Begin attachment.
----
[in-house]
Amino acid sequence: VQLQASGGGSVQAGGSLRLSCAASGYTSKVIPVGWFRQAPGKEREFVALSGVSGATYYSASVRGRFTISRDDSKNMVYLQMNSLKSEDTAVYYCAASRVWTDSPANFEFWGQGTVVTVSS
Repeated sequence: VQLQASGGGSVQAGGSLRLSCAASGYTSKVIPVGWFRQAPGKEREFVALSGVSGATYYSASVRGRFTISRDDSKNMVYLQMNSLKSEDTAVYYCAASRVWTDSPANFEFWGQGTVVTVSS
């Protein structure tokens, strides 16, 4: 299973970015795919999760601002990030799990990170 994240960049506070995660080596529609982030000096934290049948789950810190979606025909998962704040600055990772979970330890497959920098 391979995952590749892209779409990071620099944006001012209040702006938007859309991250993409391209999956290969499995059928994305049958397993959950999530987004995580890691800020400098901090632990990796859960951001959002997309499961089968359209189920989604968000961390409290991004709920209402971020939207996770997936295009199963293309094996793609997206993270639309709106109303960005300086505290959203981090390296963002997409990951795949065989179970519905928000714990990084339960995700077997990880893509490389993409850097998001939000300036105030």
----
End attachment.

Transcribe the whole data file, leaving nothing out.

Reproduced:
[in-house]
Amino acid sequence: VQLQASGGGSVQAGGSLRLSCAASGYTSKVIPVGWFRQAPGKEREFVALSGVSGATYYSASVRGRFTISRDDSKNMVYLQMNSLKSEDTAVYYCAASRVWTDSPANFEFWGQGTVVTVSS
Repeated sequence: VQLQASGGGSVQAGGSLRLSCAASGYTSKVIPVGWFRQAPGKEREFVALSGVSGATYYSASVRGRFTISRDDSKNMVYLQMNSLKSEDTAVYYCAASRVWTDSPANFEFWGQGTVVTVSS
């Protein structure tokens, strides 16, 4: 299973970015795919999760601002990030799990990170 994240960049506070995660080596529609982030000096934290049948789950810190979606025909998962704040600055990772979970330890497959920098 391979995952590749892209779409990071620099944006001012209040702006938007859309991250993409391209999956290969499995059928994305049958397993959950999530987004995580890691800020400098901090632990990796859960951001959002997309499961089968359209189920989604968000961390409290991004709920209402971020939207996770997936295009199963293309094996793609997206993270639309709106109303960005300086505290959203981090390296963002997409990951795949065989179970519905928000714990990084339960995700077997990880893509490389993409850097998001939000300036105030």